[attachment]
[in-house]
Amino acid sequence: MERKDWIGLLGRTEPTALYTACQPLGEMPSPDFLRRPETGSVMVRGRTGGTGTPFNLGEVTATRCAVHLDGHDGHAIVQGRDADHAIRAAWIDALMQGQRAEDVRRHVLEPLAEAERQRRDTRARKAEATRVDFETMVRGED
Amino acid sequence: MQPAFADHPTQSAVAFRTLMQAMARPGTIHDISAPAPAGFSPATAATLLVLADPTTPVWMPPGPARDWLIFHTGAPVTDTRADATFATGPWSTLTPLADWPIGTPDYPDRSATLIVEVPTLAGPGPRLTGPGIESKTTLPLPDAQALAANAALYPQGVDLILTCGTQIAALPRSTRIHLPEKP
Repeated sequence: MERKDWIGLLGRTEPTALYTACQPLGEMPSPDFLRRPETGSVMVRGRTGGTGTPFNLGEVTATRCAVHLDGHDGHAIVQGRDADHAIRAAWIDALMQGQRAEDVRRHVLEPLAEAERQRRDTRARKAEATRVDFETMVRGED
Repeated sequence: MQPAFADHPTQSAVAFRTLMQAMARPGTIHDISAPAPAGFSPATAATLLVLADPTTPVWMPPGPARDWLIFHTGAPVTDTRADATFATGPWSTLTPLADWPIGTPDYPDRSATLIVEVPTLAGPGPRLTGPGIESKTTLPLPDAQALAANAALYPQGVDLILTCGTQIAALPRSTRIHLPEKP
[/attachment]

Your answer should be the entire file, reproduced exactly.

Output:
[in-house]
Amino acid sequence: MERKDWIGLLGRTEPTALYTACQPLGEMPSPDFLRRPETGSVMVRGRTGGTGTPFNLGEVTATRCAVHLDGHDGHAIVQGRDADHAIRAAWIDALMQGQRAEDVRRHVLEPLAEAERQRRDTRARKAEATRVDFETMVRGED
Amino acid sequence: MQPAFADHPTQSAVAFRTLMQAMARPGTIHDISAPAPAGFSPATAATLLVLADPTTPVWMPPGPARDWLIFHTGAPVTDTRADATFATGPWSTLTPLADWPIGTPDYPDRSATLIVEVPTLAGPGPRLTGPGIESKTTLPLPDAQALAANAALYPQGVDLILTCGTQIAALPRSTRIHLPEKP
Repeated sequence: MERKDWIGLLGRTEPTALYTACQPLGEMPSPDFLRRPETGSVMVRGRTGGTGTPFNLGEVTATRCAVHLDGHDGHAIVQGRDADHAIRAAWIDALMQGQRAEDVRRHVLEPLAEAERQRRDTRARKAEATRVDFETMVRGED
Repeated sequence: MQPAFADHPTQSAVAFRTLMQAMARPGTIHDISAPAPAGFSPATAATLLVLADPTTPVWMPPGPARDWLIFHTGAPVTDTRADATFATGPWSTLTPLADWPIGTPDYPDRSATLIVEVPTLAGPGPRLTGPGIESKTTLPLPDAQALAANAALYPQGVDLILTCGTQIAALPRSTRIHLPEKP